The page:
Pregnancy takes us through many changes and there is often a sense of expectation that we will have given birth by 40 weeks or our estimate due date, even if we know that term of pregnancy is considered in the UK to be 37-42 weeks and babies are also born sometimes at 43 and 44 weeks.
Through our planning and preparation, an area that is often forgotten is what we will do and how we will feel if our pregnancy goes beyond 40 weeks. We may feel relaxed about our estimated due date but there is something subtley pressuring in the back our our minds about a date, especially during our first experience where we are anticipating the start of birth and the unknown sensations that brings.
We can also feel the pressure from family and friends who want to know how we are getting on and from professionals who may start talking about inductions.
For us experiencing late pregnancy we can also enter a bit of a no-mans land of time, a place that is no longer the changes of pregnancy but also not yet time with our baby, this when coupled with a change in our life such as maternity leave, can be a psychologically uncomfortable space.
It’s important to navigate this space in a way that feels connected to our thoughts and feelings, otherwise the pressure can build up emotionally and we may make decisions based on the subtle impact of that time pressure rather than from a place of empowerment.
Have a due-month
For us and others it can help to in mind a rough time frame for birth, rather a date which can carry a lot of anticipation perhaps a due month or season for example when asked when is your baby due it can ease the pressue to say ‘sometime in May’ and reaffirming this in our own minds too.
Only 5% of babies are born on their estimated due date and it is important to remember that the date is an estimation, based on cycles for which all women have different rhythms.
If you are at 40 weeks or beyond and feeling the length of the days, remmeber each day that goes by is one day closer to your birthing day.
Keep Your Mind Occupied
Our minds are powerful things and we need to respect how they work and influence all of our actions. If we feel we are ‘over-due’ (the language itself implies something should have already happened) this can create a subtle pressure for us consciously and also subsconsciously. The anticipation can grow and we can feel ourselves making decisions based on this subtle stress, rather than feeling nourished or empowered, an example may be feeling we ‘have to’ agree to induction techniques that we don’t feel comfortable with but feel an internal and external pressure to take.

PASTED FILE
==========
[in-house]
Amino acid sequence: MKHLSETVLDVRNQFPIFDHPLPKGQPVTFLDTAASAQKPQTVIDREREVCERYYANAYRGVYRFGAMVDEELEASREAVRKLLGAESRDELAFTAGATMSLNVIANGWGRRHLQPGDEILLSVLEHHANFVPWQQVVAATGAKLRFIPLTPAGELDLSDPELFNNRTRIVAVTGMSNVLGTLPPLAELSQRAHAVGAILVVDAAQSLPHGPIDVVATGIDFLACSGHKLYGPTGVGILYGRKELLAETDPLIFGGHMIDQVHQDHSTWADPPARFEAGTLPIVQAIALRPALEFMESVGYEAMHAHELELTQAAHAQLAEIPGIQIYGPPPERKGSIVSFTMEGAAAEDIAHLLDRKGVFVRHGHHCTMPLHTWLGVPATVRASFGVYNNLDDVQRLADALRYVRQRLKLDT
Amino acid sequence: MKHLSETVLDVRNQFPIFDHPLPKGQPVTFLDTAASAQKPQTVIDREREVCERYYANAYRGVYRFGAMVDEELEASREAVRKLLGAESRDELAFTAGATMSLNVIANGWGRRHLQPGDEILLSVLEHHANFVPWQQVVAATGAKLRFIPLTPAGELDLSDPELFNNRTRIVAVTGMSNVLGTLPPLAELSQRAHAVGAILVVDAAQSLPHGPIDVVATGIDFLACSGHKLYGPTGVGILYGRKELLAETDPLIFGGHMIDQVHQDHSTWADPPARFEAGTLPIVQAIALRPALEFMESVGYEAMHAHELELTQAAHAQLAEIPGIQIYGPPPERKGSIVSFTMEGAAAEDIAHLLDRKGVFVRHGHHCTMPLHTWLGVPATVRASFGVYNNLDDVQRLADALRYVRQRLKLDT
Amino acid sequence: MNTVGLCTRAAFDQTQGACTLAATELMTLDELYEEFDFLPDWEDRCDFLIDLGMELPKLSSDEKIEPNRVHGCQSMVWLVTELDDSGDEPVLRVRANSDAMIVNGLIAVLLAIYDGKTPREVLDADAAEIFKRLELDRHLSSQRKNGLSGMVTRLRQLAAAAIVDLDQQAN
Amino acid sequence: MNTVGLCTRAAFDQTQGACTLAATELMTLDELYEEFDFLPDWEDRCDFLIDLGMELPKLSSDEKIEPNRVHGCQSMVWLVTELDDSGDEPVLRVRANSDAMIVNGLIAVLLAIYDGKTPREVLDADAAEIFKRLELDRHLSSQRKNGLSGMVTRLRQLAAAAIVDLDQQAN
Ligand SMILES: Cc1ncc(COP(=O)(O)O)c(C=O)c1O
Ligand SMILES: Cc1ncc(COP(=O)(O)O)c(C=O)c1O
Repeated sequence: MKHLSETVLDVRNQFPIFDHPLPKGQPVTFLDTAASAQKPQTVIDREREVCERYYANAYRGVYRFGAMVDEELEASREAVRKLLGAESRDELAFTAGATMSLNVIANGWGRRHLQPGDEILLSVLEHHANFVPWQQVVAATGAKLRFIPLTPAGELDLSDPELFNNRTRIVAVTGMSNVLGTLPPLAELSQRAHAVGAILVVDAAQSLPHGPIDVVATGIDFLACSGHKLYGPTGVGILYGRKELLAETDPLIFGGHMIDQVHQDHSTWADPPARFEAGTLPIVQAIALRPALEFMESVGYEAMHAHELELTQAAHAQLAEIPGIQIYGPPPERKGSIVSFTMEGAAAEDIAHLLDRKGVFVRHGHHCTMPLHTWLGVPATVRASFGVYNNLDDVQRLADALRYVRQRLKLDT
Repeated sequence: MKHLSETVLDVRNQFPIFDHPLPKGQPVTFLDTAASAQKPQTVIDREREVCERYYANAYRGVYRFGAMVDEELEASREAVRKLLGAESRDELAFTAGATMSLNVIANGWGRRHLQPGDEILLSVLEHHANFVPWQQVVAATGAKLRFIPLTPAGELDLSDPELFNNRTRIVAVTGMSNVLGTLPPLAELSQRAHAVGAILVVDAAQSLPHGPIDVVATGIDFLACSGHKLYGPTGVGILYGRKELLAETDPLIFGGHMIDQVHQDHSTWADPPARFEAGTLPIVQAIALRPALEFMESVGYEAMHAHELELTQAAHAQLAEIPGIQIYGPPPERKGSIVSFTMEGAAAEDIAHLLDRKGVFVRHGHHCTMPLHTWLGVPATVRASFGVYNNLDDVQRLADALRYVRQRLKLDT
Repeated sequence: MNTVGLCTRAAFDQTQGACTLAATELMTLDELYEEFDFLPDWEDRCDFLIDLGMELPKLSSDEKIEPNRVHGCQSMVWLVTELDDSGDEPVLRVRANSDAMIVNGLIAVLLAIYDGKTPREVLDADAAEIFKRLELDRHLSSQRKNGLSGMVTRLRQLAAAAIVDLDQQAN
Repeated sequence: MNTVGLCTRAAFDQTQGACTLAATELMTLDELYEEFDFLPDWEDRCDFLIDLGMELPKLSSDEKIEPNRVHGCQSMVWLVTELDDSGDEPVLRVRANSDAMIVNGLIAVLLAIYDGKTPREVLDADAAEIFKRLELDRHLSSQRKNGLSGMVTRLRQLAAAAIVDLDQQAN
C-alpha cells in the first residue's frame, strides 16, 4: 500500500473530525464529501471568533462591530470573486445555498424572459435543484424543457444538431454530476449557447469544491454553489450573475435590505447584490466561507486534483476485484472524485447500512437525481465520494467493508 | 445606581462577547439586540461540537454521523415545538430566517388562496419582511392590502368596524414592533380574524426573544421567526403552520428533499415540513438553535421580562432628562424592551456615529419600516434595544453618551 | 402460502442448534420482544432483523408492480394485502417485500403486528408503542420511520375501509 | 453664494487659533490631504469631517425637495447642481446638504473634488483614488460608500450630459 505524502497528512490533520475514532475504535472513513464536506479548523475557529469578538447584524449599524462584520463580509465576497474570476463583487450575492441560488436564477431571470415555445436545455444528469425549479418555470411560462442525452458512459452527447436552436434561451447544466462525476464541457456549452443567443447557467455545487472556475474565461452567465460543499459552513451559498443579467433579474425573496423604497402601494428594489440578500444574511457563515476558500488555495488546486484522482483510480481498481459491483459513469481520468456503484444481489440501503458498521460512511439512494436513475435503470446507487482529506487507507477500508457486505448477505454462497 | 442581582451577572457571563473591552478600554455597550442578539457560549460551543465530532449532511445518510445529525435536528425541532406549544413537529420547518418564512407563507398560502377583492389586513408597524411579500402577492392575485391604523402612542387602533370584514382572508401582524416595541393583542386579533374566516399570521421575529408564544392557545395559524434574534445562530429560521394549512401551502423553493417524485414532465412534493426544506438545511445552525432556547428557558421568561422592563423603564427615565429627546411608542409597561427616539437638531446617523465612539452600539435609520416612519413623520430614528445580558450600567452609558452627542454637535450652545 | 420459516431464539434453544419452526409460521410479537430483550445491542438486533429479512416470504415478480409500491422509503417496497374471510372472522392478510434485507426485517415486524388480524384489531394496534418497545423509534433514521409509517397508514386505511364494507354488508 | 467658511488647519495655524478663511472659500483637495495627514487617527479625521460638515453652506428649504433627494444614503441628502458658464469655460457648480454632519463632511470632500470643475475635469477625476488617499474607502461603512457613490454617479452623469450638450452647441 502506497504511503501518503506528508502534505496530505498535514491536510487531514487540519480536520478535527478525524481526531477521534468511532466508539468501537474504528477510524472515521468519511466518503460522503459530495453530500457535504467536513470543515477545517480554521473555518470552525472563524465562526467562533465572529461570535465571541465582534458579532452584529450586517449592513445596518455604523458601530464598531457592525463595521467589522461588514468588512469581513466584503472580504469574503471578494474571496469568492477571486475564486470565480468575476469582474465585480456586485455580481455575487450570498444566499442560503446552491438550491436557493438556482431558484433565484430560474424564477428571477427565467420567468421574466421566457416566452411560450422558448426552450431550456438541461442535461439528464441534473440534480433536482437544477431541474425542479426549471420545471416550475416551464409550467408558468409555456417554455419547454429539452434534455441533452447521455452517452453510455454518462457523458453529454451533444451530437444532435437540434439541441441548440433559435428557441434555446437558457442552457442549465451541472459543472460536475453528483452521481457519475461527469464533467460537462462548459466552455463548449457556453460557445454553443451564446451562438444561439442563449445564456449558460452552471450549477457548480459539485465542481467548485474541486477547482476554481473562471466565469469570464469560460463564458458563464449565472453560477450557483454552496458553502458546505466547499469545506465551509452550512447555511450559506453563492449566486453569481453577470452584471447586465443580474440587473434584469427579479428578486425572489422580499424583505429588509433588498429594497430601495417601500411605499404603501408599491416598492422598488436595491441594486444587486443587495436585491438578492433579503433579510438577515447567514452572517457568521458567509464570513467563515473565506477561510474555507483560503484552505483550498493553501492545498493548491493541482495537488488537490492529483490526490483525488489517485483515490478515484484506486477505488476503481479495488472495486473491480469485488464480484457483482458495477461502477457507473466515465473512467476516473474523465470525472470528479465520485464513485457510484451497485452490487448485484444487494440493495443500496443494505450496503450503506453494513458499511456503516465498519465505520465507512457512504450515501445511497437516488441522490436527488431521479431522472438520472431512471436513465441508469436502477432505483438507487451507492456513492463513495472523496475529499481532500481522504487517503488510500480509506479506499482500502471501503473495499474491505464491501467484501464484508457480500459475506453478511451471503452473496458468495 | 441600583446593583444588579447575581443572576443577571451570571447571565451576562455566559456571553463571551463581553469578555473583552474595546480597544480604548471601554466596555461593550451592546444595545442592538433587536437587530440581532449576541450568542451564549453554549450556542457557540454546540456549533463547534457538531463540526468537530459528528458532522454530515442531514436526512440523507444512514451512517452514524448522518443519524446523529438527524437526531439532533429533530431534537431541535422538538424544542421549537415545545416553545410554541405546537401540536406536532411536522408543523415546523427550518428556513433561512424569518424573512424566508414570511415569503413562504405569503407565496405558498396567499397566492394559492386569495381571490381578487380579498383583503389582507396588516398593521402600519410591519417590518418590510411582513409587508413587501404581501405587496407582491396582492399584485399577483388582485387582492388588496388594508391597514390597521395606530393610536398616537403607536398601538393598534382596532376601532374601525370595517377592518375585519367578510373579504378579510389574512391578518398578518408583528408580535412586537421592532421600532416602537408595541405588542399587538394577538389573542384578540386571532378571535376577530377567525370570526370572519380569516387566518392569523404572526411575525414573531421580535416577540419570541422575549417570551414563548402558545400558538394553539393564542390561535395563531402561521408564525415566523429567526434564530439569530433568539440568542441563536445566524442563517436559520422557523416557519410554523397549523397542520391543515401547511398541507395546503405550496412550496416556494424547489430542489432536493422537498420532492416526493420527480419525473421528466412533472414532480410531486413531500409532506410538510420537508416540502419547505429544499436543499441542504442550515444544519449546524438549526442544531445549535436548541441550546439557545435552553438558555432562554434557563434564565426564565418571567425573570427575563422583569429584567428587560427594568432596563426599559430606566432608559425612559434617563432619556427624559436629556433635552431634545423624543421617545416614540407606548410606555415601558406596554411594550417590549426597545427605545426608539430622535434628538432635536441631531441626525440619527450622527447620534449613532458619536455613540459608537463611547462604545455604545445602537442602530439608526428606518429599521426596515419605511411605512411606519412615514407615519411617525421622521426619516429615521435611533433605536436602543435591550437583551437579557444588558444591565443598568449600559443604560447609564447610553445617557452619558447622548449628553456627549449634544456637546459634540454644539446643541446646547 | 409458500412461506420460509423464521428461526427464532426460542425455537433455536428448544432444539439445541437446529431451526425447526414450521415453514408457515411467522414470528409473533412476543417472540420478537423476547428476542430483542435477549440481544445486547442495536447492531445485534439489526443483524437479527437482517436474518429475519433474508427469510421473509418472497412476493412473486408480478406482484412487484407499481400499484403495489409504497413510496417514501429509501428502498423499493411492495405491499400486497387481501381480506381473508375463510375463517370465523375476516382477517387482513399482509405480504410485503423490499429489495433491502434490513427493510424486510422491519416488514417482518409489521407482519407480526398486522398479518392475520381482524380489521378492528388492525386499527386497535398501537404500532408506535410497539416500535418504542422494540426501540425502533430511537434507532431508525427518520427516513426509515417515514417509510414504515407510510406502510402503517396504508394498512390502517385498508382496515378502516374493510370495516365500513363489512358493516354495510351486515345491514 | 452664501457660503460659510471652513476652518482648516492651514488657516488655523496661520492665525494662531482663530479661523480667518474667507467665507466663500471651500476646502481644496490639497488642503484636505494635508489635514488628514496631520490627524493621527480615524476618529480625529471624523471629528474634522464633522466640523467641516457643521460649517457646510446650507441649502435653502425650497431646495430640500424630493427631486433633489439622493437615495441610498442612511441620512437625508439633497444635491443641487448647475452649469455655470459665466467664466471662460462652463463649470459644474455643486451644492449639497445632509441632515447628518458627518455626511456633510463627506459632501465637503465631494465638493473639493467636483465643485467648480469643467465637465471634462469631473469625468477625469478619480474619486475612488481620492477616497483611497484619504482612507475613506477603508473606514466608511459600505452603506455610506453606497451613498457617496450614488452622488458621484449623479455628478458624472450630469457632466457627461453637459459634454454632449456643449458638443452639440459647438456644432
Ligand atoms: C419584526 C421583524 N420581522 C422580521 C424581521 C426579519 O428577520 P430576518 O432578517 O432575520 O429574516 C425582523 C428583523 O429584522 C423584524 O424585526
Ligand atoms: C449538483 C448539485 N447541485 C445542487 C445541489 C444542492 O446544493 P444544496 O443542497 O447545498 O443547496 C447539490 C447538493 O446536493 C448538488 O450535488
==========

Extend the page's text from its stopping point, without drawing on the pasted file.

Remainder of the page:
To help release some of this pressure it can help to keep the mind gently occupied; moving its focus from when birth is going to happen to something else it can look forward to and anticipate each day too.
A tip I offer to all those I work with is to plan ahead and make a gentle daily schedule for 40 weeks plus. Something you’d like to do but wouldn’t feel too disappointed to delay if birth happens before you do it, perhaps a walk, an exhibition a coffee with friends outside of antenatal meet-ups too.
This can be especially useful if we find our lifestyles and routines have changed such as being on maternity leave. Giving the mind a sense of continuity to our old rhythms whilst honouring our new ones.
Keep Gently Active & Rest
At 40 weeks plus it is not just the emotional anticipation that can make us feel ready to birth and transition out of pregnancy, it is also the physical readiness too. The growing body, the slowing down, trying to turn over in bed or put our shoes on.
Staying gentlly active not only benefits our emotional wellbeing, it connec ts us to our bodies adn studies have shown that gentle activity throughout pregnancy has health benefits.
Depending on your activity and pre-pregnancy activity levels you may want to consider walks, swimming, yoga or any other activity you are used to during these last weeks before birth. These can also support positioning for baby which can again support your birth.
Of course listen to your body and rest if that is what your body is asking. Birth is physically amazing, your body works powerfully, so having resources and energy can be incredibly useful.
With thanks to Jhemara the Artist for use of this stunning image, her work can be found here jhemara_theartist
Sakina Ballard is a KGH trained Hypnobirthing teacher, Positive Birth Movement Facilitator and Birth Trauma Resolution Practitioner based in South London. To find out more visit www.tranquilbirth.co.uk